The New York Times – Gardiner Harris / Trump Administration withdraws US from UN Human Rights Council
- The US withdrew on Tuesday from the UN Human Rights Council in protest of its frequent criticism of Israel’s treatment of Palestinians. The US now joins Iran, North Korea and Eritrea as the only countries that refuse to participate in the council’s meetings and deliberations.
- John Sifton, advocacy director at Human Rights Watch: “If the Trump administration’s complaint is that the council is biased and flawed, they’ve just made it more so.”
- Israel’s Prime Minister Benjamin Netanyahu: “The US decision to leave this prejudiced body is an unequivocal statement that enough is enough.”
- The withdrawal comes as the Trump administration faces worldwide condemnation for its decision to separate children from their families at the border. On Monday, Zeid Ra’ad al-Hussein, the United Nations High Commissioner for human rights, called for an immediate end to the practice.
Politico – Matthew Karnitshnig / Merkel, Macron bridge differences on EU reform
- German Chancellor Angela Merkel and French President Emmanuel Macron agreed to the broad contours of deeper European integration with a common eurozone budget as the centerpiece.
- Under the blueprint, a combination of national funds, income from a financial transaction tax and European funds could be used to build a budget, the two leaders said.
- Merkel said the primary purpose of the budget, which could go into effect in 2021, would be to fund “investments and convergence measures.” Macron said it would also include some form of “governance” — a possible reference to a finance minister.
- In addition to the budget, the two leaders agreed to push ahead with plans to transform the European bailout fund, known as the European Stability Mechanism, into a European monetary fund.
- Macron pledged to take back refugees registered in France who try to move to Germany, addressing a key issue for Merkel’s domestic critics.
Financial Times – Ed Crooks & Gregory Meyer / China to target US energy for retaliatory action
- Most US exports to China, with the exception of liquefied natural gas, now face the prospect of a 25 per cent Chinese tariff as part of a second wave of new duties threatened by the Chinese economy ministry at the end of last week.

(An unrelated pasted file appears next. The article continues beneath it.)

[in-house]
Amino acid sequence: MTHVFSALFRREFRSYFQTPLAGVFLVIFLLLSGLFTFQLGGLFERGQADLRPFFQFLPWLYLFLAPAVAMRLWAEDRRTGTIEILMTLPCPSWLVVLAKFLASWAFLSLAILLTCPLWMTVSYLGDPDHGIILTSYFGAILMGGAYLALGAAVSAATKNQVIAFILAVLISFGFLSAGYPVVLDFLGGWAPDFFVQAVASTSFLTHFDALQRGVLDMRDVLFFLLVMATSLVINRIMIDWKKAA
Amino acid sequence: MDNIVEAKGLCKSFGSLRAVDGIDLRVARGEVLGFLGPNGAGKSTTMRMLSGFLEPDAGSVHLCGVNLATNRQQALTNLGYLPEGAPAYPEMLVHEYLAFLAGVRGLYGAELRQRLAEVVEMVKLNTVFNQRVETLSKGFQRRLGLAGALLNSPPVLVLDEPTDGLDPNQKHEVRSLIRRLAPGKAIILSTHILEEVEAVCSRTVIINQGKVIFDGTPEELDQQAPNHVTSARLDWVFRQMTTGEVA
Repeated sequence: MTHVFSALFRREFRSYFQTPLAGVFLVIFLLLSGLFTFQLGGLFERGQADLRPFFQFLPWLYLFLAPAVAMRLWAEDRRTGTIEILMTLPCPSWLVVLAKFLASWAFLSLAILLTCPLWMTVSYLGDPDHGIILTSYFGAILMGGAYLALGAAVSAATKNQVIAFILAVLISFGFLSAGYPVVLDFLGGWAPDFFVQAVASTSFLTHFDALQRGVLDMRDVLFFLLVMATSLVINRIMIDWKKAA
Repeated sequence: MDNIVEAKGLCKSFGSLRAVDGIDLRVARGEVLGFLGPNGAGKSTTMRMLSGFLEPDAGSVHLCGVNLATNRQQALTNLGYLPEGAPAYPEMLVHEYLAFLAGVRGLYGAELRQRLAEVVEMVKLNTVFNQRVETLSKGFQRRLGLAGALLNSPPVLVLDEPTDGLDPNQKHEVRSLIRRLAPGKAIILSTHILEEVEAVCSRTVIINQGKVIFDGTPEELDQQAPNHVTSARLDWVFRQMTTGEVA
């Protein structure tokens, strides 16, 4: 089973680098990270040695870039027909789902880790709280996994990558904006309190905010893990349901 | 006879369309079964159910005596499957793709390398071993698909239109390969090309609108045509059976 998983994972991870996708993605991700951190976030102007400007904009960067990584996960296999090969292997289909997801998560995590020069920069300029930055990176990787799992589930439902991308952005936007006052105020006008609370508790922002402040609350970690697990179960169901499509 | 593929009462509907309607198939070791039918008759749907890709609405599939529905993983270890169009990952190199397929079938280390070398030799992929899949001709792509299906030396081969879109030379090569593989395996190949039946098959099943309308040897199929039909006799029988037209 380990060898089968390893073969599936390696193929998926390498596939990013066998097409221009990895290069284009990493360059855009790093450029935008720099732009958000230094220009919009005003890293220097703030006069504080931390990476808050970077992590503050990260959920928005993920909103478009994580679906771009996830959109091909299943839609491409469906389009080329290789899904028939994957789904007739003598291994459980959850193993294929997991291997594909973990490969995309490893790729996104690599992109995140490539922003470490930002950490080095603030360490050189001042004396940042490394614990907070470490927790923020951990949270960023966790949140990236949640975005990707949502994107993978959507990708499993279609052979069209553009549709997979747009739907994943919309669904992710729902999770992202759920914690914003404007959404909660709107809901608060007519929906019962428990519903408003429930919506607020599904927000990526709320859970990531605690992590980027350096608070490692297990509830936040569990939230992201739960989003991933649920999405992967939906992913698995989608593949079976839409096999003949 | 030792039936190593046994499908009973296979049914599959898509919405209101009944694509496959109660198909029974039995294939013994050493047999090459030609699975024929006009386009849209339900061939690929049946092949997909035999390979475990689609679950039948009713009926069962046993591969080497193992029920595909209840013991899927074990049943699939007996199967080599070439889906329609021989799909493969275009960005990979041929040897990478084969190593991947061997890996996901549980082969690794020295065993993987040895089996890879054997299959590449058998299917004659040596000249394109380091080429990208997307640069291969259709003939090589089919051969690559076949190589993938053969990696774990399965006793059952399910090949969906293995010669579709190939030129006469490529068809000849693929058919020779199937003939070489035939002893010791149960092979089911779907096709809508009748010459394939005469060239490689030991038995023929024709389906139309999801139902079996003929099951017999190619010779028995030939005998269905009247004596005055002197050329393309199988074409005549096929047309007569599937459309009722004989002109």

- US companies were already being hurt by the escalating trade dispute. The duties on US steel imports imposed by the Trump administration in March have raised costs for energy companies, and the new US tariffs on imports from China cover some products they buy.
- China could replace barrels lost from the US from sources such as west Africa. However, the “US would find it hard to find an alternative market that is as big as China”, said Suresh Sivanandam, senior manager of Asia refining at Wood Mackenzie.
- But some observers believe that any pain for US oil companies created by China’s tariffs was unlikely to last. According to Colin Fenton, of Blacklight Research, the US remains a highly attractive supplier because of its stability, and “when cooler heads prevail” China could import 500,000 b/d from the US.
Project Syndicate – Mohamed A. El-Erian / Why markets and political scientists disagree on the G7
- While political analysts were quick to declare the end of the G7’s coherence, integrity, and usefulness, markets were unfazed. The longer-term outcome may well prove markets right, albeit with some important qualifications.
- The major economies of the geopolitical West seem set to engage in a tariff dispute that could escalate into a fill-blown trade war. The G7 had already been challenged by global economic re-alignment, the emergence of the more representative G20, and new forms of regionalism.
- But G7 infighting will have only a small and narrow impact on growth, especially compared to factors like monetary policy. Markets have been conditioned to postpone significant price adjustments until there is overwhelming evidence of negative economic and financial effects.
- The G7 has not been dealt a fatal blow; it still can and will play a role on the global stage – albeit a less important one. But that does not mean that the debacle in Canada will be cost-free. At a time of considerable political and social fluidity, destabilizing the remaining anchors represents a risk to the system as a whole.
The selected pieces do not necessarily reflect the views of Javier Solana and ESADEgeo. The summaries above may include word-for-word excerpts from their respective pieces.